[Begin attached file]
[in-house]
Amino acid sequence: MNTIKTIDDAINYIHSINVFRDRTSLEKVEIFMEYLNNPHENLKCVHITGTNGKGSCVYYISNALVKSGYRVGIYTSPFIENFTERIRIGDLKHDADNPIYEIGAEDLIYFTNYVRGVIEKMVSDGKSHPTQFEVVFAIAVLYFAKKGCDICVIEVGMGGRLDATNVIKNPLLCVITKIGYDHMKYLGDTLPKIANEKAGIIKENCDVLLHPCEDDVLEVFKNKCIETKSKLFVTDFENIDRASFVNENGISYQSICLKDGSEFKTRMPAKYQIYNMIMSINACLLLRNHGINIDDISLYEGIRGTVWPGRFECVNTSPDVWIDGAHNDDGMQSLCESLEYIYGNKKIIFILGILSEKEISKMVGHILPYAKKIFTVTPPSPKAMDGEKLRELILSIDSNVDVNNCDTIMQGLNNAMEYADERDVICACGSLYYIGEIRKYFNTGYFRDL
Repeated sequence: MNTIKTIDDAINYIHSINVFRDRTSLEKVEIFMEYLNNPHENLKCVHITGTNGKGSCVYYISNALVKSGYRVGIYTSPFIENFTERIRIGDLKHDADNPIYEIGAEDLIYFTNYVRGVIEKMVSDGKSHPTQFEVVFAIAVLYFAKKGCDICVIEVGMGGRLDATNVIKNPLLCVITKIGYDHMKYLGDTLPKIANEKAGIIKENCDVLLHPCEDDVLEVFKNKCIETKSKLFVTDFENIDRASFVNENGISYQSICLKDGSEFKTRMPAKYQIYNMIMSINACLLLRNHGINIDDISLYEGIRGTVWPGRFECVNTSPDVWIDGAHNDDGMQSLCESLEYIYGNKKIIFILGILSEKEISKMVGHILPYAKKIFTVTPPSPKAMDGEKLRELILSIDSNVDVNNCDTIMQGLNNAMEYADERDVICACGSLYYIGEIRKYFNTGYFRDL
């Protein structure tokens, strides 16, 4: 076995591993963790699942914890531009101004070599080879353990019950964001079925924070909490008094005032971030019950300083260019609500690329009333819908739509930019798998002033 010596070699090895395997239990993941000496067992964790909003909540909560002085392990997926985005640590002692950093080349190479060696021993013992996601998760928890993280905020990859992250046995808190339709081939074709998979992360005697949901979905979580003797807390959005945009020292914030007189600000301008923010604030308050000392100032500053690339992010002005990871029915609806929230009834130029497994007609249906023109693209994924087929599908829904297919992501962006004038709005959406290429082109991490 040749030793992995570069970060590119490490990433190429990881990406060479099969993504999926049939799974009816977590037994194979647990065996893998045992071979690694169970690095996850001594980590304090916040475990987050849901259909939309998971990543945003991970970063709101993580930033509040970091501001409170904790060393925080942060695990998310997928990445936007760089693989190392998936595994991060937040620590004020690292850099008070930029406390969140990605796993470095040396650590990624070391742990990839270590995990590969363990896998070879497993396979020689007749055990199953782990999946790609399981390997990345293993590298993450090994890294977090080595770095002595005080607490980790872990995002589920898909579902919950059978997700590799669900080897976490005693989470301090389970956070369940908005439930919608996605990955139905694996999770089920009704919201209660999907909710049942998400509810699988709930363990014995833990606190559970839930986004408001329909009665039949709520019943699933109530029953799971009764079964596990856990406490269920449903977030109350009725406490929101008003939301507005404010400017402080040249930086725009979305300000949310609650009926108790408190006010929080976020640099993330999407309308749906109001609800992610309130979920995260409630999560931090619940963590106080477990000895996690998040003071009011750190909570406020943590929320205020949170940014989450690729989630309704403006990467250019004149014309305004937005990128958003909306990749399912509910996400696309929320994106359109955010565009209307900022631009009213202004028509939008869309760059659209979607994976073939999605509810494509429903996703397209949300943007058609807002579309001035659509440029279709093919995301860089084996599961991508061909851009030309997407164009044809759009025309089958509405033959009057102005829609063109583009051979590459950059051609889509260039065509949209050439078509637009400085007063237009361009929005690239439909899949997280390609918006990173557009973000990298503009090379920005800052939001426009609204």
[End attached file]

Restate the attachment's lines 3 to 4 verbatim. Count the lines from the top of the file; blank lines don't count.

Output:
Repeated sequence: MNTIKTIDDAINYIHSINVFRDRTSLEKVEIFMEYLNNPHENLKCVHITGTNGKGSCVYYISNALVKSGYRVGIYTSPFIENFTERIRIGDLKHDADNPIYEIGAEDLIYFTNYVRGVIEKMVSDGKSHPTQFEVVFAIAVLYFAKKGCDICVIEVGMGGRLDATNVIKNPLLCVITKIGYDHMKYLGDTLPKIANEKAGIIKENCDVLLHPCEDDVLEVFKNKCIETKSKLFVTDFENIDRASFVNENGISYQSICLKDGSEFKTRMPAKYQIYNMIMSINACLLLRNHGINIDDISLYEGIRGTVWPGRFECVNTSPDVWIDGAHNDDGMQSLCESLEYIYGNKKIIFILGILSEKEISKMVGHILPYAKKIFTVTPPSPKAMDGEKLRELILSIDSNVDVNNCDTIMQGLNNAMEYADERDVICACGSLYYIGEIRKYFNTGYFRDL
């Protein structure tokens, strides 16, 4: 076995591993963790699942914890531009101004070599080879353990019950964001079925924070909490008094005032971030019950300083260019609500690329009333819908739509930019798998002033 010596070699090895395997239990993941000496067992964790909003909540909560002085392990997926985005640590002692950093080349190479060696021993013992996601998760928890993280905020990859992250046995808190339709081939074709998979992360005697949901979905979580003797807390959005945009020292914030007189600000301008923010604030308050000392100032500053690339992010002005990871029915609806929230009834130029497994007609249906023109693209994924087929599908829904297919992501962006004038709005959406290429082109991490 040749030793992995570069970060590119490490990433190429990881990406060479099969993504999926049939799974009816977590037994194979647990065996893998045992071979690694169970690095996850001594980590304090916040475990987050849901259909939309998971990543945003991970970063709101993580930033509040970091501001409170904790060393925080942060695990998310997928990445936007760089693989190392998936595994991060937040620590004020690292850099008070930029406390969140990605796993470095040396650590990624070391742990990839270590995990590969363990896998070879497993396979020689007749055990199953782990999946790609399981390997990345293993590298993450090994890294977090080595770095002595005080607490980790872990995002589920898909579902919950059978997700590799669900080897976490005693989470301090389970956070369940908005439930919608996605990955139905694996999770089920009704919201209660999907909710049942998400509810699988709930363990014995833990606190559970839930986004408001329909009665039949709520019943699933109530029953799971009764079964596990856990406490269920449903977030109350009725406490929101008003939301507005404010400017402080040249930086725009979305300000949310609650009926108790408190006010929080976020640099993330999407309308749906109001609800992610309130979920995260409630999560931090619940963590106080477990000895996690998040003071009011750190909570406020943590929320205020949170940014989450690729989630309704403006990467250019004149014309305004937005990128958003909306990749399912509910996400696309929320994106359109955010565009209307900022631009009213202004028509939008869309760059659209979607994976073939999605509810494509429903996703397209949300943007058609807002579309001035659509440029279709093919995301860089084996599961991508061909851009030309997407164009044809759009025309089958509405033959009057102005829609063109583009051979590459950059051609889509260039065509949209050439078509637009400085007063237009361009929005690239439909899949997280390609918006990173557009973000990298503009090379920005800052939001426009609204």